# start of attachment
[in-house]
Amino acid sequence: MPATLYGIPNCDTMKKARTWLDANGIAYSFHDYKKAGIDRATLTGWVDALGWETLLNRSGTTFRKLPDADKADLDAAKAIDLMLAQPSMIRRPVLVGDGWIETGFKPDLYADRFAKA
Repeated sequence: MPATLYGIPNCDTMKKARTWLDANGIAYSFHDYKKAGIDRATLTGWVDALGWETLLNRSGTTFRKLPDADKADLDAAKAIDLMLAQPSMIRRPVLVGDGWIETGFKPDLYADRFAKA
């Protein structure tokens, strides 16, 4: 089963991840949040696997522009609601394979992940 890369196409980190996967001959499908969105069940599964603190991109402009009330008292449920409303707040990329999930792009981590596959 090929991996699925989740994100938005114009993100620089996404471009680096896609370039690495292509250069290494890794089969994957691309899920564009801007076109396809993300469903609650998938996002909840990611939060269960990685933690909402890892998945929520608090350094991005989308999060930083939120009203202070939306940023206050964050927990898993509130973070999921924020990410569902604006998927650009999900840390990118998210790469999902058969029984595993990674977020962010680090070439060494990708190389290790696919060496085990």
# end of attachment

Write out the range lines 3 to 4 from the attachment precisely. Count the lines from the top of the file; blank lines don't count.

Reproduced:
Repeated sequence: MPATLYGIPNCDTMKKARTWLDANGIAYSFHDYKKAGIDRATLTGWVDALGWETLLNRSGTTFRKLPDADKADLDAAKAIDLMLAQPSMIRRPVLVGDGWIETGFKPDLYADRFAKA
């Protein structure tokens, strides 16, 4: 089963991840949040696997522009609601394979992940 890369196409980190996967001959499908969105069940599964603190991109402009009330008292449920409303707040990329999930792009981590596959 090929991996699925989740994100938005114009993100620089996404471009680096896609370039690495292509250069290494890794089969994957691309899920564009801007076109396809993300469903609650998938996002909840990611939060269960990685933690909402890892998945929520608090350094991005989308999060930083939120009203202070939306940023206050964050927990898993509130973070999921924020990410569902604006998927650009999900840390990118998210790469999902058969029984595993990674977020962010680090070439060494990708190389290790696919060496085990």